At the time it seemed like a uniquely wonderful oddity that Swedish developer Villa Gorilla was able to achieve with Yoku’s Island Express, a pitch-perfect marriage of classic 2D platforming and pinball game mechanics in a way that we just hadn’t seen before. Well now we have another indie pin-balling genre mash in Creature in the Well, a decidedly more melancholy effort which leverages pinball in an entirely different genre – the top-down hack and slash dungeon crawler.
Creature In The Well PS4 Review
An Expertly Judged Fusion Of Hack And Slash And Pinball Mechanics
Indeed, even upon booting up Creature in the Well, it soon becomes apparent that pinball commonality aside, it couldn’t be more different from Villa Gorilla’s decidedly breezy studio debut. As the last remaining BOT-C unit, players find themselves venturing to the city of Mirage which finds itself isolated from the rest of the world on account of a terrifying sandstorm. Tasked with restoring power to an ancient facility that also happens to be dwelling of a mysterious, yet hateful creature, Creature in the Well’s sandy, dust-choked locales couldn’t be farther away from Yoku’s bouncy, saccharine sweet and colorful aesthetic.
Viewed from an elevated, almost top down perspective, players must restore power to this ancient facility under the mountain by going from room to room and gaining power. Power is essentially the currency by which everything happens in Creature in the Well. If you need to open doors or re-charge old cores to upgrade your BOT-C unit, all of it takes power to do so and this is where those pinball shenanigans come in. When you’re not recharging your health in glistening silver pools, uncovering hidden loot or being talked smack at by the titular Creature in the Well, you’ll be in one the game’s many challenge rooms doing your power collecting thing.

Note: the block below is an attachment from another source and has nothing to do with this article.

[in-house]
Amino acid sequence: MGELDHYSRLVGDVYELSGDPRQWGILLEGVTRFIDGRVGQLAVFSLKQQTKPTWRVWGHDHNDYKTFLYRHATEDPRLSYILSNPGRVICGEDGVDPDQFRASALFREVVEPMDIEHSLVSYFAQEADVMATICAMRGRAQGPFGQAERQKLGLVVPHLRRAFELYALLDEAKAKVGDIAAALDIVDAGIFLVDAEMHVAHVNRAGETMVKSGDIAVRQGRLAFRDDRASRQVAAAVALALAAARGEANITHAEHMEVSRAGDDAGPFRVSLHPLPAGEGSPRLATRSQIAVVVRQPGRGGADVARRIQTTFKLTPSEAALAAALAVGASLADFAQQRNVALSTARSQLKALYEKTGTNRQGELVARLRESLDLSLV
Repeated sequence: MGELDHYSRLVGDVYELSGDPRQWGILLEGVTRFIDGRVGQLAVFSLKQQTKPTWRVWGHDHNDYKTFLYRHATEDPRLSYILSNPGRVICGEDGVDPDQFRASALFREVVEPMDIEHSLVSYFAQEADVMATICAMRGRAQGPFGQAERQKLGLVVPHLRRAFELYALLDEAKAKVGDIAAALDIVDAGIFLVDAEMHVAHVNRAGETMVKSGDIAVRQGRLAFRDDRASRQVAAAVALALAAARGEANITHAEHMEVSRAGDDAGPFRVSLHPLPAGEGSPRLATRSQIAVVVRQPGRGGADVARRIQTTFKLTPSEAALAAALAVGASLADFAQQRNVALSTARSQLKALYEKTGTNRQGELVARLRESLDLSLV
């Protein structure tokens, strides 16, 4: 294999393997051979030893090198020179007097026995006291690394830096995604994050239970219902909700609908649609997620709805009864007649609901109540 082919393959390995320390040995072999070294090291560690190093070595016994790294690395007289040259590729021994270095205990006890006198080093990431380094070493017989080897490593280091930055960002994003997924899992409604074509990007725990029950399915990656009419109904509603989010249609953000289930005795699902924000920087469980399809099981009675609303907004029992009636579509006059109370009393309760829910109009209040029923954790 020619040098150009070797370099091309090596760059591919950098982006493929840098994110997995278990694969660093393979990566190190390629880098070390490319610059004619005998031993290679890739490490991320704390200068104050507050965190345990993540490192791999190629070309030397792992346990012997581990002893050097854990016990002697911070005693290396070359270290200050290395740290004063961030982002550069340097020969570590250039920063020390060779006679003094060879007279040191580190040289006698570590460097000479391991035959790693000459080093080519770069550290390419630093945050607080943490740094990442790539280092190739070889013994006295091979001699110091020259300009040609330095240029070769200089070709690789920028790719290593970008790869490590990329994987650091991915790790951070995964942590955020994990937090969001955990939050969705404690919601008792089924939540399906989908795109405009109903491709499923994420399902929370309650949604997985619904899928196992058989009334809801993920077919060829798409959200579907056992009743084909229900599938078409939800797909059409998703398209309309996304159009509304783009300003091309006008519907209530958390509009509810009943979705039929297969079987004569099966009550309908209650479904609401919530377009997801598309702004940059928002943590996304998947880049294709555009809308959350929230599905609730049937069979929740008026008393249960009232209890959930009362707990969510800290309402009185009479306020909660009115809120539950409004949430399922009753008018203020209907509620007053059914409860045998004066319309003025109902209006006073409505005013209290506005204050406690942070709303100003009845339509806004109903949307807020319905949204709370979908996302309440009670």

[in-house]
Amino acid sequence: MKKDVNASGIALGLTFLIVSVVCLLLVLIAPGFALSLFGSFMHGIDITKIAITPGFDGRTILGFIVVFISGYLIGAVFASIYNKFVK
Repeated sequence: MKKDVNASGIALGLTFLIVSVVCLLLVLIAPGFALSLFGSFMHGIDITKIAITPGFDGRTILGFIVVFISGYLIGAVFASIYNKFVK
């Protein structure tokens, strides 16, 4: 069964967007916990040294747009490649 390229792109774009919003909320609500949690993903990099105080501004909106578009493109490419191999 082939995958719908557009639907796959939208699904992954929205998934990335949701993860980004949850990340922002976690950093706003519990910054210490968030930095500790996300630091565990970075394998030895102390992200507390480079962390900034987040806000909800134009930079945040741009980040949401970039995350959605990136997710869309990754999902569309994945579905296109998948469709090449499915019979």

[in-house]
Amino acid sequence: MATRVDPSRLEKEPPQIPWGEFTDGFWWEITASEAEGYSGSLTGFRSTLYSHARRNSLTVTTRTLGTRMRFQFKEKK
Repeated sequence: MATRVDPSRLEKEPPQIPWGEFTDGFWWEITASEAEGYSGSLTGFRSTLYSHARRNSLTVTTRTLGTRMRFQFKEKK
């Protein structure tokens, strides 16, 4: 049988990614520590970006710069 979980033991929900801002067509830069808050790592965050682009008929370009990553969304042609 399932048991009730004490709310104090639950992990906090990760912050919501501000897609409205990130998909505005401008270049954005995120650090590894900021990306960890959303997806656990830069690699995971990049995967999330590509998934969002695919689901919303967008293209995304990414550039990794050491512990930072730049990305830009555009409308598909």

Here, rather than smacking enemies to death in other dungeon crawlers like Diablo, you instead gain power by swatting balls of energy into a range of chargeable apparatus (that just so happen to look like pinball bumpers, switches and flippers) which in turn provide you with precious and much needed power. Where things get a little deeper however, is in how developer Flight School Studio not only melds pinball with its dungeon crawler template, but also in how it seeks to challenge and punish overconfident players as well.
Rather than just encompassing rooms that are exclusively full of chargeable apparatus, nearly every chamber found in Creature in the Well also contains its own fair share of turrets, traps and other obstacles that are built to stymie the player – and each blends into the game’s design DNA beautifully. The turrets for example, dish out hefty damage, but when incoming hurtful rounds make their way over to you, they can be deflected, turning them into ‘friendly’ cannons that fire regular energy balls that can be used to gain that much needed power.
You have to be careful too, as projectiles that become immersed in flame after passing through a force field can hurt you on the rebound and naturally, many of the game’s fiendish rooms are constructed to maximise the unfortunate likelihood of this effect, in addition to leveraging the employ of a wide range of traps, bombs and other such damaging gotchas.